Equivalence of Definitions of Continuous Mapping between Topological Spaces/Everywhere

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Theorem

Let $T_1 = \left({S_1, \tau_1}\right)$ and $T_2 = \left({S_2, \tau_2}\right)$ be topological spaces.

Let $f: S_1 \to S_2$ be a mapping from $S_1$ to $S_2$.


The following definitions of the concept of everywhere continuous mapping between topological spaces are equivalent:

Definition by Pointwise Continuity

The mapping $f$ is continuous everywhere (or simply continuous) if and only if $f$ is continuous at every point $x \in S_1$.


Definition by Open Sets

The mapping $f$ is continuous on $S_1$ if and only if:

$U \in \tau_2 \implies f^{-1} \left({U}\right) \in \tau_1$

where $f^{-1} \left({U}\right)$ denotes the preimage of $U$ under $f$.


Proof

Sufficient Condition

Suppose that:

$U \in \tau_2 \implies f^{-1} \left({U}\right) \in \tau_1$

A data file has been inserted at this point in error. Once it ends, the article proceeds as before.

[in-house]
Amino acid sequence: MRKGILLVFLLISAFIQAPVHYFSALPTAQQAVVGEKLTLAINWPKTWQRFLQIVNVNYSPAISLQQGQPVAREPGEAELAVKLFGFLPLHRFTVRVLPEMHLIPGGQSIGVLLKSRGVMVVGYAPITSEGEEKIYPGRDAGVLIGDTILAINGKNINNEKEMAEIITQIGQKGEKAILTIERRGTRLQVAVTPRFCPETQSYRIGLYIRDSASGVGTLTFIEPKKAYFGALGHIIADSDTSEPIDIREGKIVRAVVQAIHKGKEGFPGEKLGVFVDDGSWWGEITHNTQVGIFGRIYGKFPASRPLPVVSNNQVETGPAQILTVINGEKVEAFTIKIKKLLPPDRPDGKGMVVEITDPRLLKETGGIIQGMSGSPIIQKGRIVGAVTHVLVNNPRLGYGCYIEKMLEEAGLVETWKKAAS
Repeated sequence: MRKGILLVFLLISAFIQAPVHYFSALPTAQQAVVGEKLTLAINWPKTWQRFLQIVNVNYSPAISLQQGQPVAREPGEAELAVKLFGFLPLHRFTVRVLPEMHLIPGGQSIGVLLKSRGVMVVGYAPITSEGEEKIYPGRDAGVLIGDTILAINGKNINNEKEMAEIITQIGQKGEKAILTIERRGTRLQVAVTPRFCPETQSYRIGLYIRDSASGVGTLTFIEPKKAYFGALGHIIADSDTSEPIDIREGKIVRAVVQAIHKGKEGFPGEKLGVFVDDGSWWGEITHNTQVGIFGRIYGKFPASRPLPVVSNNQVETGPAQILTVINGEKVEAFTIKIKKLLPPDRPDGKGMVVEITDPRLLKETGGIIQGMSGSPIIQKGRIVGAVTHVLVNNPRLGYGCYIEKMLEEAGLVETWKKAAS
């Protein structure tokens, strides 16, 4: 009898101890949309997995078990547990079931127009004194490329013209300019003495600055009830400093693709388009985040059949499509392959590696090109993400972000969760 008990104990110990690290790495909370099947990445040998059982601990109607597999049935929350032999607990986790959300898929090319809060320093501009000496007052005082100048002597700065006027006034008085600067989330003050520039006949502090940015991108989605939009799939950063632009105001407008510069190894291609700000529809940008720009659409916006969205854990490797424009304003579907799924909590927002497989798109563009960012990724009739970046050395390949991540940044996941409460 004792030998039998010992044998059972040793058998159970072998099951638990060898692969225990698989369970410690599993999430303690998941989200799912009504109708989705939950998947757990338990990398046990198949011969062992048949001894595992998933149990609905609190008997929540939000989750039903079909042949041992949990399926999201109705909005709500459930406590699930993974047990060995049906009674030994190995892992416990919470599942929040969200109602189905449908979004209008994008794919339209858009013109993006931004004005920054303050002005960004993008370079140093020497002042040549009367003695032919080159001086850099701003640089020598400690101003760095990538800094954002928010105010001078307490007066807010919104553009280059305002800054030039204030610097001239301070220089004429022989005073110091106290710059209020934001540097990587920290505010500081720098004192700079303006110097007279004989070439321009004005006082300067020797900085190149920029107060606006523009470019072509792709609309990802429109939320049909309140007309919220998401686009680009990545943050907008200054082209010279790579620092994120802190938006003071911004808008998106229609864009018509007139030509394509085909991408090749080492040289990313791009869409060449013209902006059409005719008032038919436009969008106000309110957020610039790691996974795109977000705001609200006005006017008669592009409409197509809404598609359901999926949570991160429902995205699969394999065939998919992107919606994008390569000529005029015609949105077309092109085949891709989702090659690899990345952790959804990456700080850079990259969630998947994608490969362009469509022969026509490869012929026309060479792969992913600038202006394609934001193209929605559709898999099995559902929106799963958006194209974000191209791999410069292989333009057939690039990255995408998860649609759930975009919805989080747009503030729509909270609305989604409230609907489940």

Let $x \in S_1$.

Let $N \subseteq S_2$ be a neighborhood of $f \left({x}\right)$.

By the definition of a neighborhood, there exists a $U \in \tau_2$ such that $U \subseteq N$.

Now, $f^{-1} \left({U}\right)$ is a neighborhood of $x$.

Then $f \left({ f^{-1} \left({U}\right) }\right) = U \subseteq N$, as desired.

$\Box$


Necessary Condition

Now, suppose that $f$ is continuous at every point in $S_1$.

We wish to show that:

$U \in \tau_2 \implies f^{-1} \left({U}\right) \in \tau_1$

So, let $U \in \tau_2$.

Assume that $f^{-1} \left({U}\right)$ is non-empty, otherwise $f^{-1} \left({U}\right) = \varnothing \in \tau_1$ by Empty Set is Element of Topology.

Let $x \in f^{-1} \left({U}\right)$.

By the definition of continuity at a point, there exists a neighborhood $N$ of $x$ such that $f \left({N}\right) \subseteq U$.

By the definition of a neighborhood, there exists a $X \in \tau_1$ such that $x \in X \subseteq N$.

This gives $f \left({X}\right) \subseteq f \left({N}\right) \subseteq U$.

Let $\mathcal C = \left\{ {X \in \tau_1 : f \left({X}\right) \subseteq U} \right\}$.

Let $\displaystyle H = \bigcup \mathcal C$.

From the above argument, $f^{-1} \left({U}\right) \subseteq S$.

It follows directly from the definition of $H$ (and the definition of $\mathcal C$) that $H \subseteq f^{-1} \left({U}\right)$.

Hence $H = f^{-1} \left({U}\right)$.

By definition, $H$ is the union of open sets (of $S_1$). Hence $H$ is open by the definition of a topology.

$\blacksquare$


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